Study Findings

Researchers showed that relatively small graphene QDs display electronic structures, quasiparticle standing wave patterns, and confined states analogous to those reported for confining metallic nanostructures like molecular networks, quantum corrals, and vacancy islands.

Specifically, at high binding energies below the M-point gap, graphene QDs exhibited standing wave quasiparticle interference patterns and confined states similar to those observed on coinage metal surfaces for nanoscale confining structures like quantum corrals.

These quantum corral-like and confined states in graphene QDs could be resolved using ARPES in tomography experiments. Similarly, the shape of near-Fermi frontier orbitals in graphene QDs could be effectively reproduced from electron confinement in homogeneous metal QDs of similar shape and size.

Most importantly, the wavefunction morphology of graphene QDs' frontier orbitals present at the M-point gap's energy window was reproduced from confinement inside homogeneous metallic QDs. Additionally, the confined states analogous to those found in metallic quantum stadiums could be realized in more complex nanostructures, such as coupled graphene QDs with reduced separation.

However, for large nanoscale graphene QDs, graphene's distinctive electronic confined states and unusual Friedel oscillations caused by confined/scattered Dirac electrons with intravalley scattering wavevectors found no correspondence in metallic QDs.

In scenarios where intravalley scattering is not relevant, this study enabled the simplification of graphene's underlying physics through comparison with a corresponding 2D homogeneous metal, thus offering an effective modeling technique for various carbon-based nanostructures.

Conclusion

To summarize, this study provided a fundamental understanding of graphene electronic structures and paved the way for efficient novel graphene-based nanostructure modeling.

Although the electronic states near the Fermi energy, such as those facilitated by intravalley scattering, can be applied in optical and transport devices, the high-energy confined states in atomic graphene QDs are not feasible for such applications. However, they can mediate catalytic processes and impact selective chemical bonding through their hybridization with other high-energy electronic bands.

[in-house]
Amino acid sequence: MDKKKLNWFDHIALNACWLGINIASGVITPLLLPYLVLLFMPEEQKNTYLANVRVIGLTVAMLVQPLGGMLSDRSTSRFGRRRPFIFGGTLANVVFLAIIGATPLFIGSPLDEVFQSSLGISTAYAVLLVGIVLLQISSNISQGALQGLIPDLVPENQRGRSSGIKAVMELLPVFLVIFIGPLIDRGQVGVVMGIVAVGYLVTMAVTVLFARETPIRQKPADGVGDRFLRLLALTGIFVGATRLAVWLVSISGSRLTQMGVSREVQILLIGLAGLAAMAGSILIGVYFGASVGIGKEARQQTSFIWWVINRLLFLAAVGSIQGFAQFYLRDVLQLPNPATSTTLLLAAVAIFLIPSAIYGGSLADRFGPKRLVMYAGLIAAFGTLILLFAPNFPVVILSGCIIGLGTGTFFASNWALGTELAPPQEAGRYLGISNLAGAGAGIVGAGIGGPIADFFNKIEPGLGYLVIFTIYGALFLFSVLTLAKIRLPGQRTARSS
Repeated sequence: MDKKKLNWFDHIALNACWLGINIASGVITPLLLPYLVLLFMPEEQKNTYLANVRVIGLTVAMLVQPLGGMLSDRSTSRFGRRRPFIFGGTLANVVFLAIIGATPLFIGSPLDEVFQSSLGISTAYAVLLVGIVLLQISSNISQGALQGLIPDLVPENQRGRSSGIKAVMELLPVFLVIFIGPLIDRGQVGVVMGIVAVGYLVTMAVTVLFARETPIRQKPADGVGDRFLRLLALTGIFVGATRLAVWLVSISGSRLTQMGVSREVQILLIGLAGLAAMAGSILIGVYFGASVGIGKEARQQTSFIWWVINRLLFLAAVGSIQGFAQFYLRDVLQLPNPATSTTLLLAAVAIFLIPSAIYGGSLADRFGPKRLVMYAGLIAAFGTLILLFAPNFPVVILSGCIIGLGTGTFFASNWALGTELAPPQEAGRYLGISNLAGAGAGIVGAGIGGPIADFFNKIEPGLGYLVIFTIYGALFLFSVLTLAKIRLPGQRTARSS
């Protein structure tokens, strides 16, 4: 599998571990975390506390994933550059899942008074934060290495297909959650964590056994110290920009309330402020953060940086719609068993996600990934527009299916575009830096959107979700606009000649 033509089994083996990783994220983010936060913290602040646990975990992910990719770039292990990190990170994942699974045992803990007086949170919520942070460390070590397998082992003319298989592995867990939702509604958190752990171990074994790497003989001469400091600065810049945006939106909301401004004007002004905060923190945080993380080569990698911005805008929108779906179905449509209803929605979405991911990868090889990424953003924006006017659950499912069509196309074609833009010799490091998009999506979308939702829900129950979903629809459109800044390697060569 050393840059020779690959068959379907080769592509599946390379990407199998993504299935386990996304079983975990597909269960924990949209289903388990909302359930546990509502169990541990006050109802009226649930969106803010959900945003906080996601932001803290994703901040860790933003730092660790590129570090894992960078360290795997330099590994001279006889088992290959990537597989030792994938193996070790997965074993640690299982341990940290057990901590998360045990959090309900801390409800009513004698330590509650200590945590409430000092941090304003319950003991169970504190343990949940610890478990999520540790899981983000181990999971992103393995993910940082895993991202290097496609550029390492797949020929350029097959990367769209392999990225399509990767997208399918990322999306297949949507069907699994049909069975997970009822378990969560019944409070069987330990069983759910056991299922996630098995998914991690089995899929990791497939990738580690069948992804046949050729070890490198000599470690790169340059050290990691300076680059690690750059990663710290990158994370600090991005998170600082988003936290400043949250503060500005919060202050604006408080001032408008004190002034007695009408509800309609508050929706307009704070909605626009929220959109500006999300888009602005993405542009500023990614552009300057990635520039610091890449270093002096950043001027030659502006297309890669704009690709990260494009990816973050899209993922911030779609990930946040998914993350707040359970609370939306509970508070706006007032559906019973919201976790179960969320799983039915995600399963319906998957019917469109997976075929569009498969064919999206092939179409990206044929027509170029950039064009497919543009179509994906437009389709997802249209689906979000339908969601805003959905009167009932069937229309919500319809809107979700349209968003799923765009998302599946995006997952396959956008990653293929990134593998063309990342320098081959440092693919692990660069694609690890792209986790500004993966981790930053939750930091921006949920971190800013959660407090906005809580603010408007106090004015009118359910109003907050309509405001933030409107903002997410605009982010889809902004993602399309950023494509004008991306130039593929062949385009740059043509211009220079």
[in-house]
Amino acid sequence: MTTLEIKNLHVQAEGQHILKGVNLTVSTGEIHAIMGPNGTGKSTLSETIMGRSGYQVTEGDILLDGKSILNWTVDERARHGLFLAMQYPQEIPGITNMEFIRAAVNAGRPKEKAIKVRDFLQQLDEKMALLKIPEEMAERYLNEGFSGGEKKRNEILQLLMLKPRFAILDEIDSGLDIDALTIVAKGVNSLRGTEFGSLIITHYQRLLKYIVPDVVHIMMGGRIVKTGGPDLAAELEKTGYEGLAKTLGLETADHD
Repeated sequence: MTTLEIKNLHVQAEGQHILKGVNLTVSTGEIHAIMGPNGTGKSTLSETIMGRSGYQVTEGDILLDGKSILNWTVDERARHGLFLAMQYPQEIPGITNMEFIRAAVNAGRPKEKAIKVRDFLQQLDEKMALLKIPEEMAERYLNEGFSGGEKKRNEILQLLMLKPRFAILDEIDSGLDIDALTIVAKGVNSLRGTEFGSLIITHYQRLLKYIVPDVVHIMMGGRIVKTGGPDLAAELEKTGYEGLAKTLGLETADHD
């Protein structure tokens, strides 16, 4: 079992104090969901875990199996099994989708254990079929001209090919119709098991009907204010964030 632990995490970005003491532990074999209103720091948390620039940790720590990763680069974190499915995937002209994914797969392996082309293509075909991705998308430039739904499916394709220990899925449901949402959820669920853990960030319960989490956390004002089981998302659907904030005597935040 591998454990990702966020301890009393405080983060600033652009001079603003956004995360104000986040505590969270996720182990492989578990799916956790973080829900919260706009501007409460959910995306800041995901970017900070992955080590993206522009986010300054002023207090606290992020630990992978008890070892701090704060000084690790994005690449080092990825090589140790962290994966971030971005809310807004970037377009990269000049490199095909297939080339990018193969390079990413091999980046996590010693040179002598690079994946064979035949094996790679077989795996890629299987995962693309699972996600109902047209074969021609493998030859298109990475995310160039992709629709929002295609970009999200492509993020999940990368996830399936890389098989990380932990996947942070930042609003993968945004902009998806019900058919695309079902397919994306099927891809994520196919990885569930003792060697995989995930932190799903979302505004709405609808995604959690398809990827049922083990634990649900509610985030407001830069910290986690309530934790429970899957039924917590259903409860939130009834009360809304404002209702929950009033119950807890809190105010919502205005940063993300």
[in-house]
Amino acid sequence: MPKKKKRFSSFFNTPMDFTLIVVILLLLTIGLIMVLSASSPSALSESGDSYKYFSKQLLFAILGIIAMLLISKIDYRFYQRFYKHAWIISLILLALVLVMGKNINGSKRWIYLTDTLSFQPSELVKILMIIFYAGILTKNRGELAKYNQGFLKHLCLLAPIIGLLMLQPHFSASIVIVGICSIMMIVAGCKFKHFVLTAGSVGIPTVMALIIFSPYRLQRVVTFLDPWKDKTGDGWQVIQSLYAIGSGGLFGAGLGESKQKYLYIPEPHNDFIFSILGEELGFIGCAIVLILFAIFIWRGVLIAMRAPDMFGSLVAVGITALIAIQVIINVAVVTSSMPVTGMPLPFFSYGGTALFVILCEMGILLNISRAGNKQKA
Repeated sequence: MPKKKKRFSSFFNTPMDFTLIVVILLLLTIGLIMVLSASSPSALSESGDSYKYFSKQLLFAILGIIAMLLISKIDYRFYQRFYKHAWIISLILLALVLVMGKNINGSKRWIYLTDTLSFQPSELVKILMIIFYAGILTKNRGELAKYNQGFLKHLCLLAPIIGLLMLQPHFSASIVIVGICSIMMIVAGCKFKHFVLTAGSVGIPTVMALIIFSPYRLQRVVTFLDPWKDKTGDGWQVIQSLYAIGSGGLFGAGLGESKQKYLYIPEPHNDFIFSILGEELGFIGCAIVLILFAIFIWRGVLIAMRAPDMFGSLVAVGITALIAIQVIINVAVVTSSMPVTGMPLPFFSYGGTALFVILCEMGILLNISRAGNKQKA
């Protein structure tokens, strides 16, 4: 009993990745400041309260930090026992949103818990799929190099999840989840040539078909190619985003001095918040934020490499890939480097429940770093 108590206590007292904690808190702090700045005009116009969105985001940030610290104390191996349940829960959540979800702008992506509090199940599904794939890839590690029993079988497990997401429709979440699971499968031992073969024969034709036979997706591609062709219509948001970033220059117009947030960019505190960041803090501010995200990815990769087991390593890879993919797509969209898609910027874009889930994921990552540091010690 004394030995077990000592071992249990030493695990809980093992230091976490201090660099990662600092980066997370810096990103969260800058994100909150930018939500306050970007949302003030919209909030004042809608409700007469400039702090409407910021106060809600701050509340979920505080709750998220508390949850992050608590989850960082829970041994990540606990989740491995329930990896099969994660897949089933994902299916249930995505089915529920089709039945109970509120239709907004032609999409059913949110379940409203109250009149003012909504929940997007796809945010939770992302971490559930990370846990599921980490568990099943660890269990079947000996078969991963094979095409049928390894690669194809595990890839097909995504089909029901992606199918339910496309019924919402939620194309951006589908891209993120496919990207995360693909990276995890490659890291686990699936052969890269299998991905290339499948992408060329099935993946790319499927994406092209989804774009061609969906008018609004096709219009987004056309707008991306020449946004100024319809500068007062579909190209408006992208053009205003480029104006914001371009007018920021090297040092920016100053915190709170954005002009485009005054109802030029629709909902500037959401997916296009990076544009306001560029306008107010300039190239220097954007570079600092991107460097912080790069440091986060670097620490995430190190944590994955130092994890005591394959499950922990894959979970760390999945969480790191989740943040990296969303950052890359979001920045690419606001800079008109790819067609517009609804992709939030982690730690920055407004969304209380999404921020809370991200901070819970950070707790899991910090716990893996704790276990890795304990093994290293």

Moreover, the energy of the confined states can be brought nearer to the Fermi energy in artificial molecular graphene QDs, which can be used to modulate materials' electronic properties or induce functionalities through the proximity effect.

Journal Reference

Othman, A. M., A., M., Ibraheem, F., Hassan, M. A., Farouk, M., & M., Z. (2024). Analogous electronic states in graphene and planer metallic quantum dots. Scientific Reports, 14(1), 1-12. https://doi.org/10.1038/s41598-024-63465-2, https://www.nature.com/articles/s41598-024-63465-2

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Samudrapom Dam

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Samudrapom Dam

Samudrapom Dam is a freelance scientific and business writer based in Kolkata, India. He has been writing articles related to business and scientific topics for more than one and a half years. He has extensive experience in writing about advanced technologies, information technology, machinery, metals and metal products, clean technologies, finance and banking, automotive, household products, and the aerospace industry. He is passionate about the latest developments in advanced technologies, the ways these developments can be implemented in a real-world situation, and how these developments can positively impact common people.